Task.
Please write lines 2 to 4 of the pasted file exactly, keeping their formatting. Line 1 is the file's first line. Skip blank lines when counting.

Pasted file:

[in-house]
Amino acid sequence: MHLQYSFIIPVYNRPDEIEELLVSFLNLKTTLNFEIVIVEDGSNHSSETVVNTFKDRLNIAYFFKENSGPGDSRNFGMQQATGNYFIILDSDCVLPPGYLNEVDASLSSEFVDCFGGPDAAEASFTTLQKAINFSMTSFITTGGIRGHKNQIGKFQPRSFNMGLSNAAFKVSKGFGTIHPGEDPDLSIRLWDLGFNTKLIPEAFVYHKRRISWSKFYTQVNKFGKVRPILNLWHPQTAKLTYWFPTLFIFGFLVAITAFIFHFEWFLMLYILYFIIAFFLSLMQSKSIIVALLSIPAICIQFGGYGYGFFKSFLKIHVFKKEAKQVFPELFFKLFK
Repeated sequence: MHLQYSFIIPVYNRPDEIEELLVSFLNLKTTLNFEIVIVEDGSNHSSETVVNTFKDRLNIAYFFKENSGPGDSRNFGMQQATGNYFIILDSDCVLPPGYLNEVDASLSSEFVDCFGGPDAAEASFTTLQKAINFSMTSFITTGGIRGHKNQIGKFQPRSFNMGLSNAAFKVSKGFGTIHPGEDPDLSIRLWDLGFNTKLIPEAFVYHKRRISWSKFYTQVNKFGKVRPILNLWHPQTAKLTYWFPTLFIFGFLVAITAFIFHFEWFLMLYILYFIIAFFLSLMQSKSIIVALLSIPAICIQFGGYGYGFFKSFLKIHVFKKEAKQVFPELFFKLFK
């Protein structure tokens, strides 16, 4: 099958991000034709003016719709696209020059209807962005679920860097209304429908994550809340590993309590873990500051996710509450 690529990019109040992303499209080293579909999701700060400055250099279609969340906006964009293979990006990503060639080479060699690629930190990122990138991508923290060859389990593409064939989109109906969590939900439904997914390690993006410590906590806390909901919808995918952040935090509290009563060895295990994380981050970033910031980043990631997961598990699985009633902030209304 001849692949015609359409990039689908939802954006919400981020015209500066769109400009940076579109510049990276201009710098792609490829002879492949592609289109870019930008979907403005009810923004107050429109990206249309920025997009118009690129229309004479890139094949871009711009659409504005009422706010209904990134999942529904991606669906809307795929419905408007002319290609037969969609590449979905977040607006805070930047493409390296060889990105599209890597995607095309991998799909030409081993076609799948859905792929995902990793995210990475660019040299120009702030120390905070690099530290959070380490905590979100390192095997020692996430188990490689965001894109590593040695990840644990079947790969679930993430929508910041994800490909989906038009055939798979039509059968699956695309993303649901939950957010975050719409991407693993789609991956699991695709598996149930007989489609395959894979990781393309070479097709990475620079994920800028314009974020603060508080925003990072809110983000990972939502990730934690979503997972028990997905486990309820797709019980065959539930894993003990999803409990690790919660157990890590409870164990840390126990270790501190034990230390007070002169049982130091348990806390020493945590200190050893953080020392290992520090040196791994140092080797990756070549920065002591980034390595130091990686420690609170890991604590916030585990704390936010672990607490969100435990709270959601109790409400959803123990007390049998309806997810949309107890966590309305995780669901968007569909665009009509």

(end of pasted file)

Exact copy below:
Amino acid sequence: MHLQYSFIIPVYNRPDEIEELLVSFLNLKTTLNFEIVIVEDGSNHSSETVVNTFKDRLNIAYFFKENSGPGDSRNFGMQQATGNYFIILDSDCVLPPGYLNEVDASLSSEFVDCFGGPDAAEASFTTLQKAINFSMTSFITTGGIRGHKNQIGKFQPRSFNMGLSNAAFKVSKGFGTIHPGEDPDLSIRLWDLGFNTKLIPEAFVYHKRRISWSKFYTQVNKFGKVRPILNLWHPQTAKLTYWFPTLFIFGFLVAITAFIFHFEWFLMLYILYFIIAFFLSLMQSKSIIVALLSIPAICIQFGGYGYGFFKSFLKIHVFKKEAKQVFPELFFKLFK
Repeated sequence: MHLQYSFIIPVYNRPDEIEELLVSFLNLKTTLNFEIVIVEDGSNHSSETVVNTFKDRLNIAYFFKENSGPGDSRNFGMQQATGNYFIILDSDCVLPPGYLNEVDASLSSEFVDCFGGPDAAEASFTTLQKAINFSMTSFITTGGIRGHKNQIGKFQPRSFNMGLSNAAFKVSKGFGTIHPGEDPDLSIRLWDLGFNTKLIPEAFVYHKRRISWSKFYTQVNKFGKVRPILNLWHPQTAKLTYWFPTLFIFGFLVAITAFIFHFEWFLMLYILYFIIAFFLSLMQSKSIIVALLSIPAICIQFGGYGYGFFKSFLKIHVFKKEAKQVFPELFFKLFK
């Protein structure tokens, strides 16, 4: 099958991000034709003016719709696209020059209807962005679920860097209304429908994550809340590993309590873990500051996710509450 690529990019109040992303499209080293579909999701700060400055250099279609969340906006964009293979990006990503060639080479060699690629930190990122990138991508923290060859389990593409064939989109109906969590939900439904997914390690993006410590906590806390909901919808995918952040935090509290009563060895295990994380981050970033910031980043990631997961598990699985009633902030209304 001849692949015609359409990039689908939802954006919400981020015209500066769109400009940076579109510049990276201009710098792609490829002879492949592609289109870019930008979907403005009810923004107050429109990206249309920025997009118009690129229309004479890139094949871009711009659409504005009422706010209904990134999942529904991606669906809307795929419905408007002319290609037969969609590449979905977040607006805070930047493409390296060889990105599209890597995607095309991998799909030409081993076609799948859905792929995902990793995210990475660019040299120009702030120390905070690099530290959070380490905590979100390192095997020692996430188990490689965001894109590593040695990840644990079947790969679930993430929508910041994800490909989906038009055939798979039509059968699956695309993303649901939950957010975050719409991407693993789609991956699991695709598996149930007989489609395959894979990781393309070479097709990475620079994920800028314009974020603060508080925003990072809110983000990972939502990730934690979503997972028990997905486990309820797709019980065959539930894993003990999803409990690790919660157990890590409870164990840390126990270790501190034990230390007070002169049982130091348990806390020493945590200190050893953080020392290992520090040196791994140092080797990756070549920065002591980034390595130091990686420690609170890991604590916030585990704390936010672990607490969100435990709270959601109790409400959803123990007390049998309806997810949309107890966590309305995780669901968007569909665009009509």